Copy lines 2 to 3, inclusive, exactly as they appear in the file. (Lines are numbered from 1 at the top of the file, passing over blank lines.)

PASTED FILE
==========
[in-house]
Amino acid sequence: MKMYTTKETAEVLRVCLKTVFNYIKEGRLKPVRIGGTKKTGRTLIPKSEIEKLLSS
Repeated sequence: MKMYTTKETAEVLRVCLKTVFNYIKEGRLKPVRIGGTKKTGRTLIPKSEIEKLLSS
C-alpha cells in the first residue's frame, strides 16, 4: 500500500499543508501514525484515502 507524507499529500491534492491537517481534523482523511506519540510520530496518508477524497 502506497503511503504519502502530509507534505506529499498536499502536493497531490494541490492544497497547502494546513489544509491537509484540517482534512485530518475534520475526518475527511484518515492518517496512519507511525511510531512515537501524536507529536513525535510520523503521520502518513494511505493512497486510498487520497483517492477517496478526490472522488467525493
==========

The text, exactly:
Amino acid sequence: MKMYTTKETAEVLRVCLKTVFNYIKEGRLKPVRIGGTKKTGRTLIPKSEIEKLLSS
Repeated sequence: MKMYTTKETAEVLRVCLKTVFNYIKEGRLKPVRIGGTKKTGRTLIPKSEIEKLLSS